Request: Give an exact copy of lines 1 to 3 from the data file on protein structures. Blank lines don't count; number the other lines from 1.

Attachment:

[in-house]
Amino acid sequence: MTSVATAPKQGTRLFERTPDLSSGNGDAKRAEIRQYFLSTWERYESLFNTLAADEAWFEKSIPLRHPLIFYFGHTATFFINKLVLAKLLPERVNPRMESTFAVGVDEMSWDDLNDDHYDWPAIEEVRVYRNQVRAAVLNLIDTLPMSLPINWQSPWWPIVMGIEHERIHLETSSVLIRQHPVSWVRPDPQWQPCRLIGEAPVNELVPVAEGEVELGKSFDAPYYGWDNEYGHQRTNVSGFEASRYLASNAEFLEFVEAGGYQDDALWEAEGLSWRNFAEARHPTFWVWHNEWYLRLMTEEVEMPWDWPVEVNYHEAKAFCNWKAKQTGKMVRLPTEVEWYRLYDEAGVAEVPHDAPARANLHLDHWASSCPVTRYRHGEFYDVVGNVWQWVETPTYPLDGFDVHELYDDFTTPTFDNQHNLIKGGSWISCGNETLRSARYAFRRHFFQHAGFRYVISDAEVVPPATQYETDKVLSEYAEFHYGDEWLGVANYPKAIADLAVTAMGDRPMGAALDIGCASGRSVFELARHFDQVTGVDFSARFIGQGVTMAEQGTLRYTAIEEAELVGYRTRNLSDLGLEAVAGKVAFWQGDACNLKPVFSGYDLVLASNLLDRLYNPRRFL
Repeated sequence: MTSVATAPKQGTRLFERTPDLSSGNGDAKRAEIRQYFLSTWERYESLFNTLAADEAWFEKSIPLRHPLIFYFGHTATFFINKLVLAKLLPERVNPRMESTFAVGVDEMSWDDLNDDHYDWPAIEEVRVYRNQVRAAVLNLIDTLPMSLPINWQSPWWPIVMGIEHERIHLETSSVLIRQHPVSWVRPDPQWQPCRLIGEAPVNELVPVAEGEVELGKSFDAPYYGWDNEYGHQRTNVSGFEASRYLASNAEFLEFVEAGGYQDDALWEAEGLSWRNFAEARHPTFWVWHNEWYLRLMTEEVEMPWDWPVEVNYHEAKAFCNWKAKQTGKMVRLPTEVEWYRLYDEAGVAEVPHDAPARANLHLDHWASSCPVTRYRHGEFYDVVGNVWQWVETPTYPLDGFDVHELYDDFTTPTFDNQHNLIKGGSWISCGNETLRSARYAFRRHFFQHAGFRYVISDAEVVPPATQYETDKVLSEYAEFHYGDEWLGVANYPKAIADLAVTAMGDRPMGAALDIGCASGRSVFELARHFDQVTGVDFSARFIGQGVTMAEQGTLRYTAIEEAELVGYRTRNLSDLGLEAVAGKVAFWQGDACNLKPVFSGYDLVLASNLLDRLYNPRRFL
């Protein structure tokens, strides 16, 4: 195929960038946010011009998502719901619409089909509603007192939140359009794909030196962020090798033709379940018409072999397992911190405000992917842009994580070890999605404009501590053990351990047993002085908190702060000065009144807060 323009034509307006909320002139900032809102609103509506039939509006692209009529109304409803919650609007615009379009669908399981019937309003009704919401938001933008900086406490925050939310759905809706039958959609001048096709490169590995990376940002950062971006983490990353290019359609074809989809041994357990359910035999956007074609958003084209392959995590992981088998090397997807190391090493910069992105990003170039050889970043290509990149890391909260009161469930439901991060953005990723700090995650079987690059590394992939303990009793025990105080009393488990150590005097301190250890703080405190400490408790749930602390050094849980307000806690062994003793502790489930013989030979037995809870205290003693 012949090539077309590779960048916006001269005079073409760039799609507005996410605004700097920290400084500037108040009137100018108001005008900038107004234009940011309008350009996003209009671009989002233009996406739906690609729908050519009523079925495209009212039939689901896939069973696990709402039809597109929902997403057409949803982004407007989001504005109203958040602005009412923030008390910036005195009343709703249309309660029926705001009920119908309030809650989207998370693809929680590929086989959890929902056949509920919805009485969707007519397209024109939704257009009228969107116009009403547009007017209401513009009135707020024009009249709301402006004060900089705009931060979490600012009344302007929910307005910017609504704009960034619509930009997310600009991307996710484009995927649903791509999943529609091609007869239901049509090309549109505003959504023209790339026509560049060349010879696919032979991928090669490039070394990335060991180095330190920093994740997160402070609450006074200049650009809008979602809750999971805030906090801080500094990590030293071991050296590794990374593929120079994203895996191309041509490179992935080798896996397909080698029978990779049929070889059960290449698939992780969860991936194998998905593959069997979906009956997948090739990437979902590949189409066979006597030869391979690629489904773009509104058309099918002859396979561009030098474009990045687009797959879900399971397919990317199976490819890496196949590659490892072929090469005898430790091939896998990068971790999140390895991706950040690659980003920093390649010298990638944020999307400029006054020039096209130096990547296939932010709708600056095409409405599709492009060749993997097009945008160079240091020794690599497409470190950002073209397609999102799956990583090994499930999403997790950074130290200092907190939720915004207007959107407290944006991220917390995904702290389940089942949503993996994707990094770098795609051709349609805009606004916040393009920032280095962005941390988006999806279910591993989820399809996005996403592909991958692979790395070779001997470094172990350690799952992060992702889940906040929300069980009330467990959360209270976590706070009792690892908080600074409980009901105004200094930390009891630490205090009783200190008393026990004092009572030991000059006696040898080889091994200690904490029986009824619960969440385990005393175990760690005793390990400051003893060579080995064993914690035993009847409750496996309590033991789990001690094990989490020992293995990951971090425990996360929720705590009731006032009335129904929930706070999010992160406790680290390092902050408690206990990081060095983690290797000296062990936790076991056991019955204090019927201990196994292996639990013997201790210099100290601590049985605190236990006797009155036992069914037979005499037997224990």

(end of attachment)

[in-house]
Amino acid sequence: MTSVATAPKQGTRLFERTPDLSSGNGDAKRAEIRQYFLSTWERYESLFNTLAADEAWFEKSIPLRHPLIFYFGHTATFFINKLVLAKLLPERVNPRMESTFAVGVDEMSWDDLNDDHYDWPAIEEVRVYRNQVRAAVLNLIDTLPMSLPINWQSPWWPIVMGIEHERIHLETSSVLIRQHPVSWVRPDPQWQPCRLIGEAPVNELVPVAEGEVELGKSFDAPYYGWDNEYGHQRTNVSGFEASRYLASNAEFLEFVEAGGYQDDALWEAEGLSWRNFAEARHPTFWVWHNEWYLRLMTEEVEMPWDWPVEVNYHEAKAFCNWKAKQTGKMVRLPTEVEWYRLYDEAGVAEVPHDAPARANLHLDHWASSCPVTRYRHGEFYDVVGNVWQWVETPTYPLDGFDVHELYDDFTTPTFDNQHNLIKGGSWISCGNETLRSARYAFRRHFFQHAGFRYVISDAEVVPPATQYETDKVLSEYAEFHYGDEWLGVANYPKAIADLAVTAMGDRPMGAALDIGCASGRSVFELARHFDQVTGVDFSARFIGQGVTMAEQGTLRYTAIEEAELVGYRTRNLSDLGLEAVAGKVAFWQGDACNLKPVFSGYDLVLASNLLDRLYNPRRFL
Repeated sequence: MTSVATAPKQGTRLFERTPDLSSGNGDAKRAEIRQYFLSTWERYESLFNTLAADEAWFEKSIPLRHPLIFYFGHTATFFINKLVLAKLLPERVNPRMESTFAVGVDEMSWDDLNDDHYDWPAIEEVRVYRNQVRAAVLNLIDTLPMSLPINWQSPWWPIVMGIEHERIHLETSSVLIRQHPVSWVRPDPQWQPCRLIGEAPVNELVPVAEGEVELGKSFDAPYYGWDNEYGHQRTNVSGFEASRYLASNAEFLEFVEAGGYQDDALWEAEGLSWRNFAEARHPTFWVWHNEWYLRLMTEEVEMPWDWPVEVNYHEAKAFCNWKAKQTGKMVRLPTEVEWYRLYDEAGVAEVPHDAPARANLHLDHWASSCPVTRYRHGEFYDVVGNVWQWVETPTYPLDGFDVHELYDDFTTPTFDNQHNLIKGGSWISCGNETLRSARYAFRRHFFQHAGFRYVISDAEVVPPATQYETDKVLSEYAEFHYGDEWLGVANYPKAIADLAVTAMGDRPMGAALDIGCASGRSVFELARHFDQVTGVDFSARFIGQGVTMAEQGTLRYTAIEEAELVGYRTRNLSDLGLEAVAGKVAFWQGDACNLKPVFSGYDLVLASNLLDRLYNPRRFL